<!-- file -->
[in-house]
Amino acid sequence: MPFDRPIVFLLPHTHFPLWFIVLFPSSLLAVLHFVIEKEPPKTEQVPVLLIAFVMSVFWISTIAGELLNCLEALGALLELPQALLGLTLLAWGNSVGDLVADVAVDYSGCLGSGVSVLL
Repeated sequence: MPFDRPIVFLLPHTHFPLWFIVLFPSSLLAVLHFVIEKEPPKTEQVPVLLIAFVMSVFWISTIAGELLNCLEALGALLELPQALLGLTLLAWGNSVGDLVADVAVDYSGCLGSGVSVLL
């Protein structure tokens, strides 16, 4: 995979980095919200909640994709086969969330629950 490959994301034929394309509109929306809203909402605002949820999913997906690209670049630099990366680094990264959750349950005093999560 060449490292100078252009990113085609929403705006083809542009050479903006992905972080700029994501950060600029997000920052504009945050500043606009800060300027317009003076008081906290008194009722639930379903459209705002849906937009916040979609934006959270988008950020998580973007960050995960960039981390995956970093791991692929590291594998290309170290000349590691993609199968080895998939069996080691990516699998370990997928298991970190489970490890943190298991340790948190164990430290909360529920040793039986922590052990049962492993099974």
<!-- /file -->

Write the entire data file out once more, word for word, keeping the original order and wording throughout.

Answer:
[in-house]
Amino acid sequence: MPFDRPIVFLLPHTHFPLWFIVLFPSSLLAVLHFVIEKEPPKTEQVPVLLIAFVMSVFWISTIAGELLNCLEALGALLELPQALLGLTLLAWGNSVGDLVADVAVDYSGCLGSGVSVLL
Repeated sequence: MPFDRPIVFLLPHTHFPLWFIVLFPSSLLAVLHFVIEKEPPKTEQVPVLLIAFVMSVFWISTIAGELLNCLEALGALLELPQALLGLTLLAWGNSVGDLVADVAVDYSGCLGSGVSVLL
């Protein structure tokens, strides 16, 4: 995979980095919200909640994709086969969330629950 490959994301034929394309509109929306809203909402605002949820999913997906690209670049630099990366680094990264959750349950005093999560 060449490292100078252009990113085609929403705006083809542009050479903006992905972080700029994501950060600029997000920052504009945050500043606009800060300027317009003076008081906290008194009722639930379903459209705002849906937009916040979609934006959270988008950020998580973007960050995960960039981390995956970093791991692929590291594998290309170290000349590691993609199968080895998939069996080691990516699998370990997928298991970190489970490890943190298991340790948190164990430290909360529920040793039986922590052990049962492993099974």